We live in a nation where one of the major Presidential candidates has been caught on film advocating non-consensual sexual assault of women. Since this film was published in the media, many women have come forward to state that they’ve received such treatment from this candidate. Likewise, that same candidate is going to trial later in December for allegedly raping a 13 year old girl, a situation where consent can never be obtained due to the victim’s age. Despite these issues, that Presidential candidate is managing to hold a projected 40+% of the nation’s votes. What this tells us is that we live in a culture where women’s and children’s sexual rights are seen as irrelevant by far too many people.
Given that we live in such times, I don’t believe it is possible to discuss sexual boundaries without discussing the issue of sexual consent. In his book Sex Outside the Lines: Authentic Sexuality in a Sexually Dysfunctional Culture, Chris Donaghue attempts to do just that. The general premise of his book is that we need to break down the boundaries around sex, gender and sexuality. Donaghue doesn’t believe we should refer to ourselves as male or female, man or woman, straight or gay or even pansexual. Instead, he visualizes a utopic world where labels around sexuality are not used at all so that everyone’s sexuality is accepted.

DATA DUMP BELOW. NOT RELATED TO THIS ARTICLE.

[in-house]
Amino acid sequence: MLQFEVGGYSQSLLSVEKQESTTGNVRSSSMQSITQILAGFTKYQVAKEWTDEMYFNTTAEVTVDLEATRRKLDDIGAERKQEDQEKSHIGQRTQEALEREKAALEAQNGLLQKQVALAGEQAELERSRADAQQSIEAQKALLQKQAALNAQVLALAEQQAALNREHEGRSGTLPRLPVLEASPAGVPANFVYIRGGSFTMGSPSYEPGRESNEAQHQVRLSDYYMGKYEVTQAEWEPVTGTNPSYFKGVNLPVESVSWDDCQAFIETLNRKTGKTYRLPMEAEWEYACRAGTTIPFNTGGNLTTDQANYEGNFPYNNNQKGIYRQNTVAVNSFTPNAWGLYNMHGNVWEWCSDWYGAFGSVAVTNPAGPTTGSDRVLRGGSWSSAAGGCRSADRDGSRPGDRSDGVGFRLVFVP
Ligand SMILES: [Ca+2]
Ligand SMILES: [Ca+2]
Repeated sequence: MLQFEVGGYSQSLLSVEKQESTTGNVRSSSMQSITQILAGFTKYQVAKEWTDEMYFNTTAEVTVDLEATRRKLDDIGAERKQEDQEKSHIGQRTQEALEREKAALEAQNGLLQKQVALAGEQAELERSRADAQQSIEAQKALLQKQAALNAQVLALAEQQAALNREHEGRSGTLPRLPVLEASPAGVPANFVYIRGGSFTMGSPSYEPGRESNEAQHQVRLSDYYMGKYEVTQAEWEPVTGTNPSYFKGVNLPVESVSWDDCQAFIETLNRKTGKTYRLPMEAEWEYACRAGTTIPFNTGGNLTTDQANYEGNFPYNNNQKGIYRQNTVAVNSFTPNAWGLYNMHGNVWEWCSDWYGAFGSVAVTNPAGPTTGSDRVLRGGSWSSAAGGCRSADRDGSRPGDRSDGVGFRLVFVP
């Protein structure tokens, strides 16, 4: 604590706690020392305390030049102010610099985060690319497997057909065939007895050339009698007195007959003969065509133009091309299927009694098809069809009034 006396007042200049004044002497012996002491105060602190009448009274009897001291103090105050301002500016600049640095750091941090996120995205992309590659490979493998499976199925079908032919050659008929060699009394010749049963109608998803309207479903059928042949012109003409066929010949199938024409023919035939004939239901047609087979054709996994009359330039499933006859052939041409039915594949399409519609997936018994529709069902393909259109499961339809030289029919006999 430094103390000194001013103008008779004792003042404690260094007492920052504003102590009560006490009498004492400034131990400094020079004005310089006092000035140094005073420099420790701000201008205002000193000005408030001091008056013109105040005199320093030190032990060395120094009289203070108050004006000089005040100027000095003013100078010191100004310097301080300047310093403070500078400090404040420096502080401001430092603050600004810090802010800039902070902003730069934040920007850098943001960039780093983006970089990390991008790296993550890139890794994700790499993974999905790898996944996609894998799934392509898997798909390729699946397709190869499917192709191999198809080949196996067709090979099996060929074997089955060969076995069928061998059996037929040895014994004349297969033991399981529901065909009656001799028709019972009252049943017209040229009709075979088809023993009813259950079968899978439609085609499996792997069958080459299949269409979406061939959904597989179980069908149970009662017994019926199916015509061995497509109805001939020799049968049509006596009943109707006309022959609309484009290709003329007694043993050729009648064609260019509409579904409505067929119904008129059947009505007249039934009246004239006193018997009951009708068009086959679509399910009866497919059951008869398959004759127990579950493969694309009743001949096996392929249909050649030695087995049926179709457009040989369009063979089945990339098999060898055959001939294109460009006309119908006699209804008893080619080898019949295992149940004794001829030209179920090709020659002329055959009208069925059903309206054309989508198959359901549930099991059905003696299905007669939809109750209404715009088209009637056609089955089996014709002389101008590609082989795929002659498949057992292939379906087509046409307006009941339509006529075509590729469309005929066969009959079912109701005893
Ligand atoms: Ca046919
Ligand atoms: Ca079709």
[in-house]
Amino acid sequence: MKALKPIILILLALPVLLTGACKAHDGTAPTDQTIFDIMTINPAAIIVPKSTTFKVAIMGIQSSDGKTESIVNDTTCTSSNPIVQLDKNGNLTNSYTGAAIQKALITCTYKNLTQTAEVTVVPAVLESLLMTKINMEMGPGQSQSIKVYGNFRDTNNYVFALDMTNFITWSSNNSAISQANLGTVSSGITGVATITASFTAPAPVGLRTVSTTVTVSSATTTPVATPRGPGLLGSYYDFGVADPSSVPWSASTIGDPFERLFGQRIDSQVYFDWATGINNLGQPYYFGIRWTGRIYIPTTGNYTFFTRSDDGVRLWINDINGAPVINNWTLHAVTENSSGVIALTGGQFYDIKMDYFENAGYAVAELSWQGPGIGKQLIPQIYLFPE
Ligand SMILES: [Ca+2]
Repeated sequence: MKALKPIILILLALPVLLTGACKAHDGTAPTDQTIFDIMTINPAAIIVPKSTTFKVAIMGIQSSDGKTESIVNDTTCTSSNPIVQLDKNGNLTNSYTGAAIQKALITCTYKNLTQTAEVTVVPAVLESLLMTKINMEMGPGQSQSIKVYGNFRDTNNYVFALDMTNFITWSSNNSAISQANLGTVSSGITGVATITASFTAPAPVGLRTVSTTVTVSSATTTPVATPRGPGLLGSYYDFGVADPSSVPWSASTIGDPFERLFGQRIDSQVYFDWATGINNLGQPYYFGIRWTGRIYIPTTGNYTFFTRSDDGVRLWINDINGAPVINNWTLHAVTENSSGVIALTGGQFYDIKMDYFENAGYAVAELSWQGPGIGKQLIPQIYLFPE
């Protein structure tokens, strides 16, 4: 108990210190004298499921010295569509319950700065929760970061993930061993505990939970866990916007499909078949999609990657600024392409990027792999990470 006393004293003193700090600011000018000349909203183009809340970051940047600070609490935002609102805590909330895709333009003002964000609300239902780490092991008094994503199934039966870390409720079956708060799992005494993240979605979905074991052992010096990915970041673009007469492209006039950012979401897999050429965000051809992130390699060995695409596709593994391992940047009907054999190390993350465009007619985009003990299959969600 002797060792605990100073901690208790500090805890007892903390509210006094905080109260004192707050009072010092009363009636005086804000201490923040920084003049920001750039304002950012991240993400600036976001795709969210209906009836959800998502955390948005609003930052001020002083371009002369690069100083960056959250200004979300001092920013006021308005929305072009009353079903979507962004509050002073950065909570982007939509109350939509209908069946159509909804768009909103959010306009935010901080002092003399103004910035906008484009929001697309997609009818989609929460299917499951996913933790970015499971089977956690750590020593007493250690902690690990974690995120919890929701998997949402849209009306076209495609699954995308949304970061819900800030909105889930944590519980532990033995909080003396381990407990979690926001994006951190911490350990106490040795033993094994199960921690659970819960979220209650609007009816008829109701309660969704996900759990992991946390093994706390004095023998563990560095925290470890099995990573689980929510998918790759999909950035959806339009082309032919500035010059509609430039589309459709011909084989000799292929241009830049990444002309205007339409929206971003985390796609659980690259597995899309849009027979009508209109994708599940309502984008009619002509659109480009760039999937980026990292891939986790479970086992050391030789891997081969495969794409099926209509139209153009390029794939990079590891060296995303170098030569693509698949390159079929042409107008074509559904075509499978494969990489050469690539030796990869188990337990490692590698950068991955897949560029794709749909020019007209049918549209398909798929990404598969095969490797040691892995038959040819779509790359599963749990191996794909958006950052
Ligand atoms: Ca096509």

As I read through beginning of the book, I kept asking myself repeatedly, “But what about consent?” By the end of the first chapter, I felt as though someone whose sexual pleasures included acting on pedophilia or rape would feel completely justified in their sexual activities and would see them as acceptable based on Donaghue’s rhetoric. By trying to break down *all* boundaries, Donaghue is doing just that: He’s getting rid of the good along with the bad. I believe that there are some very important boundaries which exist to protect us from trauma, violence, and abuse, and I believe those protective boundaries cannot ever be eliminated if our society is to become more sex positive as Donaghue hopes.